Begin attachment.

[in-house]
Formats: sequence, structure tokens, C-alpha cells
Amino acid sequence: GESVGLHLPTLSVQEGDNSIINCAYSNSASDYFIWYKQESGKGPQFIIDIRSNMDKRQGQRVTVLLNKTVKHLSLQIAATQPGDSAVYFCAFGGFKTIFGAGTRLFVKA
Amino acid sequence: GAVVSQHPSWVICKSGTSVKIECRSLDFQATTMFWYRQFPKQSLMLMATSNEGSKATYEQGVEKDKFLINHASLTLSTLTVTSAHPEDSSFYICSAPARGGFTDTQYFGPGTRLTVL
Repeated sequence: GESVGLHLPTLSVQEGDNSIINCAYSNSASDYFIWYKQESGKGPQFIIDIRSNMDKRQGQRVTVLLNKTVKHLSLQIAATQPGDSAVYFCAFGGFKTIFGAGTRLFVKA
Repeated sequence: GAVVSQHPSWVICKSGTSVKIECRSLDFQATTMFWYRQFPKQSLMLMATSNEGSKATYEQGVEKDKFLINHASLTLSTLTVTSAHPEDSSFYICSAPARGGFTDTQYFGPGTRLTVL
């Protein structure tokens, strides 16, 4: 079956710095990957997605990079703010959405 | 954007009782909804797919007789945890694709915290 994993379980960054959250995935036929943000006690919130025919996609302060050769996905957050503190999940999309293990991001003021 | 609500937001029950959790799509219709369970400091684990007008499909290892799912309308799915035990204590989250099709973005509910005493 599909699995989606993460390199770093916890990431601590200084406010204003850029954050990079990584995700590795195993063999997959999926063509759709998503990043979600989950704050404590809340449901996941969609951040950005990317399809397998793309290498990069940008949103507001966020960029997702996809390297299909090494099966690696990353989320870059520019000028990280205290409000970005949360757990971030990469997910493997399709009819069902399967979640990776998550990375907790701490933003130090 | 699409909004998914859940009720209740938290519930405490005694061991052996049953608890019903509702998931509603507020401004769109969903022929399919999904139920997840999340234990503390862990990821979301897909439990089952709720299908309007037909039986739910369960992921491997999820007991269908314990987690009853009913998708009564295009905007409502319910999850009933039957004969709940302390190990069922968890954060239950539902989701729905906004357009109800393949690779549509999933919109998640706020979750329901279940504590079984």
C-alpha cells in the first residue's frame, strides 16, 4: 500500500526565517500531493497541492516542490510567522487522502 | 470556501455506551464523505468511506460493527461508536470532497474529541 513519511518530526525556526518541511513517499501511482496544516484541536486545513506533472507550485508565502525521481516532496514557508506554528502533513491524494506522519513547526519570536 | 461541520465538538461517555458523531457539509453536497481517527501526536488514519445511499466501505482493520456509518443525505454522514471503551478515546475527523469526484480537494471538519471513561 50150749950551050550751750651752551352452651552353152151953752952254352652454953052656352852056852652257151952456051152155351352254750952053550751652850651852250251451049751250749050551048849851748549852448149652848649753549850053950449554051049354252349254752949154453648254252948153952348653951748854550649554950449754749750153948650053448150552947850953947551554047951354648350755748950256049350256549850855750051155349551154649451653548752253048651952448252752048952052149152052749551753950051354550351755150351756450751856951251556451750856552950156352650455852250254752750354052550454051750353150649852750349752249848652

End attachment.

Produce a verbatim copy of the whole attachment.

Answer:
[in-house]
Formats: sequence, structure tokens, C-alpha cells
Amino acid sequence: GESVGLHLPTLSVQEGDNSIINCAYSNSASDYFIWYKQESGKGPQFIIDIRSNMDKRQGQRVTVLLNKTVKHLSLQIAATQPGDSAVYFCAFGGFKTIFGAGTRLFVKA
Amino acid sequence: GAVVSQHPSWVICKSGTSVKIECRSLDFQATTMFWYRQFPKQSLMLMATSNEGSKATYEQGVEKDKFLINHASLTLSTLTVTSAHPEDSSFYICSAPARGGFTDTQYFGPGTRLTVL
Repeated sequence: GESVGLHLPTLSVQEGDNSIINCAYSNSASDYFIWYKQESGKGPQFIIDIRSNMDKRQGQRVTVLLNKTVKHLSLQIAATQPGDSAVYFCAFGGFKTIFGAGTRLFVKA
Repeated sequence: GAVVSQHPSWVICKSGTSVKIECRSLDFQATTMFWYRQFPKQSLMLMATSNEGSKATYEQGVEKDKFLINHASLTLSTLTVTSAHPEDSSFYICSAPARGGFTDTQYFGPGTRLTVL
């Protein structure tokens, strides 16, 4: 079956710095990957997605990079703010959405 | 954007009782909804797919007789945890694709915290 994993379980960054959250995935036929943000006690919130025919996609302060050769996905957050503190999940999309293990991001003021 | 609500937001029950959790799509219709369970400091684990007008499909290892799912309308799915035990204590989250099709973005509910005493 599909699995989606993460390199770093916890990431601590200084406010204003850029954050990079990584995700590795195993063999997959999926063509759709998503990043979600989950704050404590809340449901996941969609951040950005990317399809397998793309290498990069940008949103507001966020960029997702996809390297299909090494099966690696990353989320870059520019000028990280205290409000970005949360757990971030990469997910493997399709009819069902399967979640990776998550990375907790701490933003130090 | 699409909004998914859940009720209740938290519930405490005694061991052996049953608890019903509702998931509603507020401004769109969903022929399919999904139920997840999340234990503390862990990821979301897909439990089952709720299908309007037909039986739910369960992921491997999820007991269908314990987690009853009913998708009564295009905007409502319910999850009933039957004969709940302390190990069922968890954060239950539902989701729905906004357009109800393949690779549509999933919109998640706020979750329901279940504590079984």
C-alpha cells in the first residue's frame, strides 16, 4: 500500500526565517500531493497541492516542490510567522487522502 | 470556501455506551464523505468511506460493527461508536470532497474529541 513519511518530526525556526518541511513517499501511482496544516484541536486545513506533472507550485508565502525521481516532496514557508506554528502533513491524494506522519513547526519570536 | 461541520465538538461517555458523531457539509453536497481517527501526536488514519445511499466501505482493520456509518443525505454522514471503551478515546475527523469526484480537494471538519471513561 50150749950551050550751750651752551352452651552353152151953752952254352652454953052656352852056852652257151952456051152155351352254750952053550751652850651852250251451049751250749050551048849851748549852448149652848649753549850053950449554051049354252349254752949154453648254252948153952348653951748854550649554950449754749750153948650053448150552947850953947551554047951354648350755748950256049350256549850855750051155349551154649451653548752253048651952448252752048952052149152052749551753950051354550351755150351756450751856951251556451750856552950156352650455852250254752750354052550454051750353150649852750349752249848652